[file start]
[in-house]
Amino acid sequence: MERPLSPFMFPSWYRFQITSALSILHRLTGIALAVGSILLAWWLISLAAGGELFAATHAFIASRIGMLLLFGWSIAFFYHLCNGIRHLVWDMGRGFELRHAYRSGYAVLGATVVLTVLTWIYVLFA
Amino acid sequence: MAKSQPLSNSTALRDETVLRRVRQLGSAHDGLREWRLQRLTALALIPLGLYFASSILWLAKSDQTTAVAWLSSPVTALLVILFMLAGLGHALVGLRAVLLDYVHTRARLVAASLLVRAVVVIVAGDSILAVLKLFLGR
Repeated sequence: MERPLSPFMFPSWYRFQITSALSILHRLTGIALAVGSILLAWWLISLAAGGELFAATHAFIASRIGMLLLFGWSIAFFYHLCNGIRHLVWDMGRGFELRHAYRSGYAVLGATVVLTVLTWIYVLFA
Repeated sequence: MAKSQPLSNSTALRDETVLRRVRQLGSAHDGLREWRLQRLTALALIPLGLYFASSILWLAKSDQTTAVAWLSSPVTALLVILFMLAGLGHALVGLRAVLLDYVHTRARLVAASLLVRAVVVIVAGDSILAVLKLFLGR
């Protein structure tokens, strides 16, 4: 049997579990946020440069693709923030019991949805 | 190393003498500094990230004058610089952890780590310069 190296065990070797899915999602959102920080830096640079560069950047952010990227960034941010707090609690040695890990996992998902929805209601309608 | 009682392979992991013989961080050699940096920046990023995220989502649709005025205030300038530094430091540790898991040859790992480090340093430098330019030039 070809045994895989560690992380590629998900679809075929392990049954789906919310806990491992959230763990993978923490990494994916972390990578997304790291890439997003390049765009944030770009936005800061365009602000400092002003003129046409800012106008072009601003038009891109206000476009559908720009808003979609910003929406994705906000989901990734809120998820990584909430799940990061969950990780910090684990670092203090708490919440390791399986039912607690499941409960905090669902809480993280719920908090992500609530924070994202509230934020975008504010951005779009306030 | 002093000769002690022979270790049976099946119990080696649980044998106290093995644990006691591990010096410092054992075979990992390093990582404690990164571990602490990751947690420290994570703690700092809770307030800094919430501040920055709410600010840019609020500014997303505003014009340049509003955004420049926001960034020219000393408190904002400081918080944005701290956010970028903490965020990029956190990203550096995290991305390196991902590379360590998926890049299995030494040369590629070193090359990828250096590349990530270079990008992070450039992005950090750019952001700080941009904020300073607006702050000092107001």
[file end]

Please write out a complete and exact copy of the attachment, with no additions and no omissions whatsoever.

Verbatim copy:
[in-house]
Amino acid sequence: MERPLSPFMFPSWYRFQITSALSILHRLTGIALAVGSILLAWWLISLAAGGELFAATHAFIASRIGMLLLFGWSIAFFYHLCNGIRHLVWDMGRGFELRHAYRSGYAVLGATVVLTVLTWIYVLFA
Amino acid sequence: MAKSQPLSNSTALRDETVLRRVRQLGSAHDGLREWRLQRLTALALIPLGLYFASSILWLAKSDQTTAVAWLSSPVTALLVILFMLAGLGHALVGLRAVLLDYVHTRARLVAASLLVRAVVVIVAGDSILAVLKLFLGR
Repeated sequence: MERPLSPFMFPSWYRFQITSALSILHRLTGIALAVGSILLAWWLISLAAGGELFAATHAFIASRIGMLLLFGWSIAFFYHLCNGIRHLVWDMGRGFELRHAYRSGYAVLGATVVLTVLTWIYVLFA
Repeated sequence: MAKSQPLSNSTALRDETVLRRVRQLGSAHDGLREWRLQRLTALALIPLGLYFASSILWLAKSDQTTAVAWLSSPVTALLVILFMLAGLGHALVGLRAVLLDYVHTRARLVAASLLVRAVVVIVAGDSILAVLKLFLGR
């Protein structure tokens, strides 16, 4: 049997579990946020440069693709923030019991949805 | 190393003498500094990230004058610089952890780590310069 190296065990070797899915999602959102920080830096640079560069950047952010990227960034941010707090609690040695890990996992998902929805209601309608 | 009682392979992991013989961080050699940096920046990023995220989502649709005025205030300038530094430091540790898991040859790992480090340093430098330019030039 070809045994895989560690992380590629998900679809075929392990049954789906919310806990491992959230763990993978923490990494994916972390990578997304790291890439997003390049765009944030770009936005800061365009602000400092002003003129046409800012106008072009601003038009891109206000476009559908720009808003979609910003929406994705906000989901990734809120998820990584909430799940990061969950990780910090684990670092203090708490919440390791399986039912607690499941409960905090669902809480993280719920908090992500609530924070994202509230934020975008504010951005779009306030 | 002093000769002690022979270790049976099946119990080696649980044998106290093995644990006691591990010096410092054992075979990992390093990582404690990164571990602490990751947690420290994570703690700092809770307030800094919430501040920055709410600010840019609020500014997303505003014009340049509003955004420049926001960034020219000393408190904002400081918080944005701290956010970028903490965020990029956190990203550096995290991305390196991902590379360590998926890049299995030494040369590629070193090359990828250096590349990530270079990008992070450039992005950090750019952001700080941009904020300073607006702050000092107001």